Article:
• 210. Figure 11.13 The partial view. Page 214 add_staff 13, 'San Francisco', 'CA', 33000, 'Joe' As shown in Figure 11.14, because the input data is valid, it confirms that the record is added successfully. Let's try a test case with potential problematic input data. In this case, we will pass 'Mary's' to the name parameter (the fifth parameter of this stored procedure). Because it's known that a single quote (') is used by SQL to mark the beginning and end of a string, the extra single quote in Mary's is expected to create a problem if it's not handled properly. We execute the following query to call the add_staff stored procedure and pass in the parameters: add_staff 13, 'San Francisco', 'CA', 33000, 'Mary's' As shown in Figure 11.15, a SQL syntax error results. Now, we run the same stored procedure, this time escaping the single quote character by placing an additional single quote character. add_staff 14, 'San Francisco', 'CA', 33000, 'Mary''s' Notice that the record is now added successfully without error as shown in Figure 11.16. What this tells us is that we must check all the text parameters passed to this procedure to make sure that single quotes are escaped with other single quotes. This can be done through the scripting or the programming language of your choice.break
  • 211. Figure 11.14 Valid input data. Page 215 Figure 11.15 A SQL syntax error. Let's look at what happens when a string passed in exceeds the limit of the maximum number of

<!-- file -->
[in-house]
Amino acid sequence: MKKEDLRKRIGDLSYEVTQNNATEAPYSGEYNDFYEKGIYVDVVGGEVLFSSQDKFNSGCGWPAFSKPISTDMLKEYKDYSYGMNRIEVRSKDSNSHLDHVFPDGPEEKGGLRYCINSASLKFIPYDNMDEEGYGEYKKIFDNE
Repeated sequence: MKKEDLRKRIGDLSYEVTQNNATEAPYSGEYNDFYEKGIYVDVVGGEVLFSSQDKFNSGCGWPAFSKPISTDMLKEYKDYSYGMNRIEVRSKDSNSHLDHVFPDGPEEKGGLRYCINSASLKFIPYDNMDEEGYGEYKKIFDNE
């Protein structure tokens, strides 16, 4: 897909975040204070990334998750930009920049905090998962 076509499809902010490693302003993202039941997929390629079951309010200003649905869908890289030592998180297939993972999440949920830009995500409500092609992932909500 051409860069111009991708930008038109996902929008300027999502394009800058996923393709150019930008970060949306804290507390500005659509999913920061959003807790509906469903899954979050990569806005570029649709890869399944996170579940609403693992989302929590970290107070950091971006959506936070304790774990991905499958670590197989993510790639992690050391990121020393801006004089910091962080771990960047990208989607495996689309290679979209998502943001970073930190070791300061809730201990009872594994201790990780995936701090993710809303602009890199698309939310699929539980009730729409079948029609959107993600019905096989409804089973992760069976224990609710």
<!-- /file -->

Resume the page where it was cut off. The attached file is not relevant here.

• 212. characters. In this case, the size of State field is two characters (See example 1 of the section entitled "Example of SQL," earlier in this chapter.) add_staff 15, 'Albany', 'New York', 33000, 'John' Now, we check the contents of the staff table. Notice that in the State field, as shown in Figure 11.17, "New York" is truncated, becoming "NE" (Nebraska). We can fix this by ensuring that only two characters are allowed in the Web form that the user uses to submit to the database. We can do this via client-side scripting with JavaScript or use server-side validation with the scripting or programming language for our application (e.g. Asp, perl, Jsp, C++, VB, etc.). Figure 11.18 shows an example of mishandling a comma. Here, we pass in a supposed integer with a comma (,) used as a thousand separator. add_staff 15, 'Albany', 'New York', 33,000, 'John' Running this query will produce an error. Note that the comma is interpreted as a field delimiter. The comma in 33,000 causes the parser to think that there is an extra parameter. Therefore, the "Too many arguments" error is raised. Similar to other cases, we must check our Web form that passes the data to the stored procedure to make sure that the data is valid and the error condition should be handled.break Page 216 Figure 11.16 Single quote (') is properly handled. Finally, we look at an example of wrong data type passed into the stored procedure. Here, we pass a string data type to the Salary field.